Alexander voted against Catholic relief, 6 Mar. 1827. He divided for going into committees on the duke of Clarence’s annuity bill, 16 Mar., and the spring guns bill, 23 Mar. He presented a petition from the Protestant Dissenters of Barnstaple for repeal of the Test Acts, 15 June.8 Either he or his second cousin Josias Alexander, another director, was depicted in a cartoon in April denying that he now had any connection with the family business.9 The will of his father, who died in July 1827, aged 80, confirmed his inheritance of about £5,000.10 He may have been the ‘Mr. Alexander’ who, as Sir Henry Hardinge* informed the duke of Wellington, 7 Jan. 1828, opined that the Goderich administration could not and should not last.11 He presented a Barnstaple maltsters’ petition for repeal of the Malt Act, 18 Feb. He voted against repeal of the Test Acts, 26 Feb., but again brought up a favourable petition from Barnstaple, 18 Mar. He divided in defence of chancery administration, 24 Apr. He again voted against Catholic claims, 12 May. It was probably he, not James Alexander, who that day commented, in his only known Commons speech, that he ‘saw no reason why this House should wait for the decision of the other House on the Penryn bill, to dispose of the East Retford bill’. He voted with ministers against reducing the salary of the lieutenant-general of the ordnance, 4 July, but was in the minority against Fyler’s amendment on the silk duties, which was carried with government support, 14 July 1828. He was expected by Planta, the Wellington ministry’s patronage secretary, to vote ‘with government’ for Catholic emancipation; but his one known vote was hostile, 6 Mar. 1829. His only other recorded votes were against transferring the seats of East Retford to Birmingham, 11 Feb., and the enfranchisement of Birmingham, Leeds and Manchester, 23 Feb. 1830. For reasons which he left unexplained, but which had perhaps to do with gaining insufficient return for his labours and the distraction of his other interests, he retired from Barnstaple at the dissolution later that year and never sat again.12 He died in January 1861, ‘deeply and deservedly lamented’, at Belmont Lodge, East Barnet, on the Hertfordshire and Middlesex border, where he had lived for some time.13 His estate passed to his eldest son Henry Robert (1811-69), of the Bengal Civil Service.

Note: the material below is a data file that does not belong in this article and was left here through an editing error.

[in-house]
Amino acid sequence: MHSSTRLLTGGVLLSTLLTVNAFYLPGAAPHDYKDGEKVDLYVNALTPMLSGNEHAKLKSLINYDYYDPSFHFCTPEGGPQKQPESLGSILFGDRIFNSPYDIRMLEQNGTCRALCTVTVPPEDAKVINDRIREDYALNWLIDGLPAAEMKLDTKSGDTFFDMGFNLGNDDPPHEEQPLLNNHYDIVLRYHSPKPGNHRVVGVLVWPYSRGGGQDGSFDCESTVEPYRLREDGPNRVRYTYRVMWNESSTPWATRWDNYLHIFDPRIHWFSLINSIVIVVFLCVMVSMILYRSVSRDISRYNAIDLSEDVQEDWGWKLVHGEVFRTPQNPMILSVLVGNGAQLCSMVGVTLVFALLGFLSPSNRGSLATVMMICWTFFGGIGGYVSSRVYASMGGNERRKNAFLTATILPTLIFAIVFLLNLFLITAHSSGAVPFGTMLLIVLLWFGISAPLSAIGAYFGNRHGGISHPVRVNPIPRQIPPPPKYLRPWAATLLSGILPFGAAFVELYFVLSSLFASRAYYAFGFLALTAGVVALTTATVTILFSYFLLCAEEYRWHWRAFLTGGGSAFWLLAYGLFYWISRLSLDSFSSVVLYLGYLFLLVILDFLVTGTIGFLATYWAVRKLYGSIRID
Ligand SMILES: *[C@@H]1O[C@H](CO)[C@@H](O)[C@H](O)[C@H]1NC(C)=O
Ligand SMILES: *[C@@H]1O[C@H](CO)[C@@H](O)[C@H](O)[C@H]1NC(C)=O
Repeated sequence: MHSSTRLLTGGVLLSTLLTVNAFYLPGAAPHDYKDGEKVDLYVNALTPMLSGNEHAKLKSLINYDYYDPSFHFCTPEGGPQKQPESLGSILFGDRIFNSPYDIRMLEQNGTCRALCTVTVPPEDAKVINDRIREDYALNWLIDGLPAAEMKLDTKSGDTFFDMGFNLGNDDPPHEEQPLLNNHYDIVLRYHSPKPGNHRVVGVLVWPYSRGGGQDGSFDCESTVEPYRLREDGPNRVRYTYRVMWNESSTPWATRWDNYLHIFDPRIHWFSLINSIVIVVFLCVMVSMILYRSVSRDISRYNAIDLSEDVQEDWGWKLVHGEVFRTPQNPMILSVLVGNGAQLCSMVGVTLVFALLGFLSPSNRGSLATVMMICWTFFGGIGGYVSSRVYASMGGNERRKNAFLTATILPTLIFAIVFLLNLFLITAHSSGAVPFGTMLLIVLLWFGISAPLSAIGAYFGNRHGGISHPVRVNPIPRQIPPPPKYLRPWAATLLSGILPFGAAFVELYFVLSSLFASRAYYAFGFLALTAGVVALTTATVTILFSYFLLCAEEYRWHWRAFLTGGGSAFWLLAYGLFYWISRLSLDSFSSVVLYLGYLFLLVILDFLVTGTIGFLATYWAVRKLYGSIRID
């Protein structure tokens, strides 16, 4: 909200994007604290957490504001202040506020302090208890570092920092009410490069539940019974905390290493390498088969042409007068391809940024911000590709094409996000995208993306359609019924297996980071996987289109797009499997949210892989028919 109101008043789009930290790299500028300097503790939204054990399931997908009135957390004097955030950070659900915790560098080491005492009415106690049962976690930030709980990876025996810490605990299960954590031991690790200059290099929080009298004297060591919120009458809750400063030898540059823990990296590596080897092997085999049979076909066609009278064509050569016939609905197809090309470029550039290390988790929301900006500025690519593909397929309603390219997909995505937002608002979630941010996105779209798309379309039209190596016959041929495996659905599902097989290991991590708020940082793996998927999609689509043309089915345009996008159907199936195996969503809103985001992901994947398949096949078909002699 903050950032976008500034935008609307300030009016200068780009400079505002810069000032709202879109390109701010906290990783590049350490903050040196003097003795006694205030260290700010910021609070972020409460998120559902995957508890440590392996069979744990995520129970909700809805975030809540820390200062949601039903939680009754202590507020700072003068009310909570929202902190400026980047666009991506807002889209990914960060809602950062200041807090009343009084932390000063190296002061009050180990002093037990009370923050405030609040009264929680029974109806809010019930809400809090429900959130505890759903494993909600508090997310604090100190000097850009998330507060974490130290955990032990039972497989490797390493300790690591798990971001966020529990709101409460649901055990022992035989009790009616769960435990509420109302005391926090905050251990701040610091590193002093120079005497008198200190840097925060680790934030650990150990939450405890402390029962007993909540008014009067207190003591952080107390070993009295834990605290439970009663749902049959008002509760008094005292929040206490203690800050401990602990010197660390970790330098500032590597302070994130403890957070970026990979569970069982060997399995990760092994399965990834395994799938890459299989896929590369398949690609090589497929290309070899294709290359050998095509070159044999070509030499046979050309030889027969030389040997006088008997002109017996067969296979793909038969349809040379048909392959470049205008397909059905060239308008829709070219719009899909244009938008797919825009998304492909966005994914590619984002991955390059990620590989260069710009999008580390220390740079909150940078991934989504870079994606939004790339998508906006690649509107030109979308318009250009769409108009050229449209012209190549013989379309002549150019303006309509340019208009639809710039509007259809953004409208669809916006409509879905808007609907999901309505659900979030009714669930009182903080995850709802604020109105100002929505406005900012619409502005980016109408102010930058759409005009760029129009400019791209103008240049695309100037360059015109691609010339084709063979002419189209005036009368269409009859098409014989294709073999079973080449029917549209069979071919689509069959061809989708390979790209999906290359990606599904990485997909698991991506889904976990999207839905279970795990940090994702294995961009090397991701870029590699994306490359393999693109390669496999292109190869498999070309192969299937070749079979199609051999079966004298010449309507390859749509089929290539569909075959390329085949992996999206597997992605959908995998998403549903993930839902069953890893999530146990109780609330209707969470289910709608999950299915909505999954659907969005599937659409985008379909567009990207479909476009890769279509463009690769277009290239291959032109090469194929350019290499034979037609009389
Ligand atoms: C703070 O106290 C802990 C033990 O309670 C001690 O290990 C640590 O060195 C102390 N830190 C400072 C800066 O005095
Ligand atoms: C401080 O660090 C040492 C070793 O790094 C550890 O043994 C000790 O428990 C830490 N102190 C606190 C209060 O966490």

Ref Volumes: 1820-1832
Author: Stephen Farrell
- 1. BL OIOC J/1/18, f. 407.
- 2. Ibid. N/1/8, f. 73; Gent. Mag. (1840), ii. 110.
- 3. Foster’s Baronetage (1882), 4-5; Burke’s Irish Fam. Recs. (1904), 9-16; Hist. Irish Parl. iii. 75-80.
- 4. PRO NI, Caledon mss D2433/B/4/2/8 (NRA 13276).
- 5. Cobbett’s Rural Rides ed. G.D.H. and M. Cole, i. 57; ii. 541.
- 6. Nottingham Univ. Lib. Newcastle mss Ne2 F1/1, 241.
- 7. Syle’s Barnstaple Herald, 6, 13 June 1826.
- 8. The Times, 16 June 1827.
- 9. M.D. George, Cat. of Pol. and Personal Satires, x. 15370.
- 10. PROB 11/1728/404; IR26/1115/772.
- 11. Wellington mss WP1/913/8.
- 12. N. Devon Jnl. 8, 15 July 1830.
- 13. St. Albans Times, 19 Jan. 1861.